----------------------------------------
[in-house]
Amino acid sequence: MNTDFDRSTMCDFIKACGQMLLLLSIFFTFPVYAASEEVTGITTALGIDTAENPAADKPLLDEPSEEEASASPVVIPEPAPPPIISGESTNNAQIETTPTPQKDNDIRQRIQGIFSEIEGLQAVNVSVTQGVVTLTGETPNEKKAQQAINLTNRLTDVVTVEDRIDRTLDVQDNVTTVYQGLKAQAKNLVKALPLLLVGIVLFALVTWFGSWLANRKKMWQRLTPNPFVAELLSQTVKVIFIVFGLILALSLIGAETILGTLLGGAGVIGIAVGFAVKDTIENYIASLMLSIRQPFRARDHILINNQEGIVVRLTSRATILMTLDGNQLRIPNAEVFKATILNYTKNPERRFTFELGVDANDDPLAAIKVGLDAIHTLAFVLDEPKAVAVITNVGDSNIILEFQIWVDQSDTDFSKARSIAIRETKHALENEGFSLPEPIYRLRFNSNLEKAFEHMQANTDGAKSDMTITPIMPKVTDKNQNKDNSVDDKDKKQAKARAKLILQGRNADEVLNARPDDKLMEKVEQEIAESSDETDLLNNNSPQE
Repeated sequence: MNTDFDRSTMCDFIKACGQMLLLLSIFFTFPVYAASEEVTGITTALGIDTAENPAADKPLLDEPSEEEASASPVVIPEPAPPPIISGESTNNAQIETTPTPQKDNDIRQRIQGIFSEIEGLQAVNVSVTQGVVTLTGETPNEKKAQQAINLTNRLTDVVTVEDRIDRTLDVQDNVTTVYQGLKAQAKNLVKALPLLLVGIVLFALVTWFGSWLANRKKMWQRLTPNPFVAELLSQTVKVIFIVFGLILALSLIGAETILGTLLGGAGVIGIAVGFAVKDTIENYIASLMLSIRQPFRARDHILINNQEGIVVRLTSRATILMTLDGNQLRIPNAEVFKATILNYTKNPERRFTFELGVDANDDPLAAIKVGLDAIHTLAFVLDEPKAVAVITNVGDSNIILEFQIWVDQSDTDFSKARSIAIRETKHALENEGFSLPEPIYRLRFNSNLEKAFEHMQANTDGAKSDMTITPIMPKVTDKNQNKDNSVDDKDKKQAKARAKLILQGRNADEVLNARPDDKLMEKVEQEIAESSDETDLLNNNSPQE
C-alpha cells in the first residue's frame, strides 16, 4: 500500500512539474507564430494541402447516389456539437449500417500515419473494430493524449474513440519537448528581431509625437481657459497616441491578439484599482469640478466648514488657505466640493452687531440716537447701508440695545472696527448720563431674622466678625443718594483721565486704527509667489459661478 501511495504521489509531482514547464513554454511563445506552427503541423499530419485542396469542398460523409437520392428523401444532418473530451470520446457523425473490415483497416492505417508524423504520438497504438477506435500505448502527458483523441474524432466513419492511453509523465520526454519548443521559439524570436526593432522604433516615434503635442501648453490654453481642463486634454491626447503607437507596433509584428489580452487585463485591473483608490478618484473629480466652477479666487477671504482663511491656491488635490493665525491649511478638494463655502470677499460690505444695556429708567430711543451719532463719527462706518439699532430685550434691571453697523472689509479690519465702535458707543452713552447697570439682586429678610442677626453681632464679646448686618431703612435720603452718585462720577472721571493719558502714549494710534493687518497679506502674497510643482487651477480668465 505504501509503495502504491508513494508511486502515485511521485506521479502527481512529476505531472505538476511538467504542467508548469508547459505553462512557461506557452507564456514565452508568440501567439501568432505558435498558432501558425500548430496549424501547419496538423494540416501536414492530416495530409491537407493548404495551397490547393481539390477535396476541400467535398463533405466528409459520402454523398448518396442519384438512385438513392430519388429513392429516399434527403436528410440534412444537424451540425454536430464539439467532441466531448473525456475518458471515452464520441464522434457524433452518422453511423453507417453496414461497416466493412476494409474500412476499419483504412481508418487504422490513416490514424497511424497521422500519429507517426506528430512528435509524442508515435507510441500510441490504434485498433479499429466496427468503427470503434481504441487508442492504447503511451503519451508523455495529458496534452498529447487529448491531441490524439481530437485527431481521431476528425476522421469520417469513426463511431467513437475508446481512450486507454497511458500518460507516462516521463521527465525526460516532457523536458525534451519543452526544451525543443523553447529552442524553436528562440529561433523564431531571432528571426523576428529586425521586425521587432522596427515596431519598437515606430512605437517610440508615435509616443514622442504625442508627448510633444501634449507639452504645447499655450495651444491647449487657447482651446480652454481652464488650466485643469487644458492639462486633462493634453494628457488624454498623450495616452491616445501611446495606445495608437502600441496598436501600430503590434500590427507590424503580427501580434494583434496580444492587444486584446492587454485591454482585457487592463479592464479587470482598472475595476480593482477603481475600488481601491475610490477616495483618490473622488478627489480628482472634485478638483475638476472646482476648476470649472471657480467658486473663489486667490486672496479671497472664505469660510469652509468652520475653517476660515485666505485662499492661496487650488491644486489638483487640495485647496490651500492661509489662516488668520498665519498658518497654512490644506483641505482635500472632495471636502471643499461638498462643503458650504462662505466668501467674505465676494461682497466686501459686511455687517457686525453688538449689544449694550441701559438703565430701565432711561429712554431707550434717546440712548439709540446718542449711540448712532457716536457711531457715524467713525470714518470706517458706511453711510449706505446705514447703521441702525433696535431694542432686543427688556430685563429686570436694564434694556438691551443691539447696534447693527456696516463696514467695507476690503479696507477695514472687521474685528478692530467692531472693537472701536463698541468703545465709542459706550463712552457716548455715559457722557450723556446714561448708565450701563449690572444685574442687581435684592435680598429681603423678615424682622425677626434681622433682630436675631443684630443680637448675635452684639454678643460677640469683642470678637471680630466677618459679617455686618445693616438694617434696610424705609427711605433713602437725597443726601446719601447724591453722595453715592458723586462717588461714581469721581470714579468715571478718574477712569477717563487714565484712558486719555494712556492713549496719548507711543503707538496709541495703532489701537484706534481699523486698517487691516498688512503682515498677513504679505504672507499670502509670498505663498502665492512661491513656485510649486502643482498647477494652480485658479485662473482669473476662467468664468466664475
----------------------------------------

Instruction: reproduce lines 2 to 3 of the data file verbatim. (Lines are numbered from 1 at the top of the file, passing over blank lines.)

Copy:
Amino acid sequence: MNTDFDRSTMCDFIKACGQMLLLLSIFFTFPVYAASEEVTGITTALGIDTAENPAADKPLLDEPSEEEASASPVVIPEPAPPPIISGESTNNAQIETTPTPQKDNDIRQRIQGIFSEIEGLQAVNVSVTQGVVTLTGETPNEKKAQQAINLTNRLTDVVTVEDRIDRTLDVQDNVTTVYQGLKAQAKNLVKALPLLLVGIVLFALVTWFGSWLANRKKMWQRLTPNPFVAELLSQTVKVIFIVFGLILALSLIGAETILGTLLGGAGVIGIAVGFAVKDTIENYIASLMLSIRQPFRARDHILINNQEGIVVRLTSRATILMTLDGNQLRIPNAEVFKATILNYTKNPERRFTFELGVDANDDPLAAIKVGLDAIHTLAFVLDEPKAVAVITNVGDSNIILEFQIWVDQSDTDFSKARSIAIRETKHALENEGFSLPEPIYRLRFNSNLEKAFEHMQANTDGAKSDMTITPIMPKVTDKNQNKDNSVDDKDKKQAKARAKLILQGRNADEVLNARPDDKLMEKVEQEIAESSDETDLLNNNSPQE
Repeated sequence: MNTDFDRSTMCDFIKACGQMLLLLSIFFTFPVYAASEEVTGITTALGIDTAENPAADKPLLDEPSEEEASASPVVIPEPAPPPIISGESTNNAQIETTPTPQKDNDIRQRIQGIFSEIEGLQAVNVSVTQGVVTLTGETPNEKKAQQAINLTNRLTDVVTVEDRIDRTLDVQDNVTTVYQGLKAQAKNLVKALPLLLVGIVLFALVTWFGSWLANRKKMWQRLTPNPFVAELLSQTVKVIFIVFGLILALSLIGAETILGTLLGGAGVIGIAVGFAVKDTIENYIASLMLSIRQPFRARDHILINNQEGIVVRLTSRATILMTLDGNQLRIPNAEVFKATILNYTKNPERRFTFELGVDANDDPLAAIKVGLDAIHTLAFVLDEPKAVAVITNVGDSNIILEFQIWVDQSDTDFSKARSIAIRETKHALENEGFSLPEPIYRLRFNSNLEKAFEHMQANTDGAKSDMTITPIMPKVTDKNQNKDNSVDDKDKKQAKARAKLILQGRNADEVLNARPDDKLMEKVEQEIAESSDETDLLNNNSPQE